Most valuable to us is the ability to have the system organized into distinct roles and sections. That way, we can grant different users access to the specific section they need to access. We have business users that only need to run tests, so they only need that small section of the application. We have the BA's, product trainers, who only care about the requirements.
What do you dislike?
New development methodologies, such as continuous integration and kanban boards, are being implemented by Microsoft and others to try to get their tools into the testing profession. ALM's got to push back and think more about the overall end-to-end development process. It's very much still a testing tool. We have a few awkward links rather than being a full solution.HPE ALM lacks a few of these features, but for a testing focus tool, helping to ensure quality, I think it's really good. It's good at its core necessities.
What business problems are you solving with the product? What benefits have you realized?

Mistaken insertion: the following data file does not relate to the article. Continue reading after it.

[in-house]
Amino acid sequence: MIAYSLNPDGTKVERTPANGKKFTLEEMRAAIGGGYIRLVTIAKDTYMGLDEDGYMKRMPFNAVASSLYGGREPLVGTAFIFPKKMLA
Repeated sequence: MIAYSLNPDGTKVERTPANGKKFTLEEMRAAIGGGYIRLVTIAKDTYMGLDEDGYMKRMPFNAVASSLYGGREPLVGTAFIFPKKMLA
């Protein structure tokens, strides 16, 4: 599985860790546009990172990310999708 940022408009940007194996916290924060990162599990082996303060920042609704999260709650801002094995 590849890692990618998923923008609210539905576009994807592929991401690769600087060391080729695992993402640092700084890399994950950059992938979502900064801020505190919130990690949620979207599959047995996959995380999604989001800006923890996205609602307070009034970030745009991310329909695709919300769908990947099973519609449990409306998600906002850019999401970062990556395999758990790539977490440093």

It has made our development process more professional. The whole interim process is a lot more professional. You can align it with the development life cycles, get the developers to buy in, and try and get it all linked in to the TFS Visual Studio.
Integration is also important to us. You've got Sprinter, which is quite nice for those that aren't familiar with what they've got to do. It's a nice little guide. Also, you can link it in with performance and automation tools, and kick things off with the push of a button
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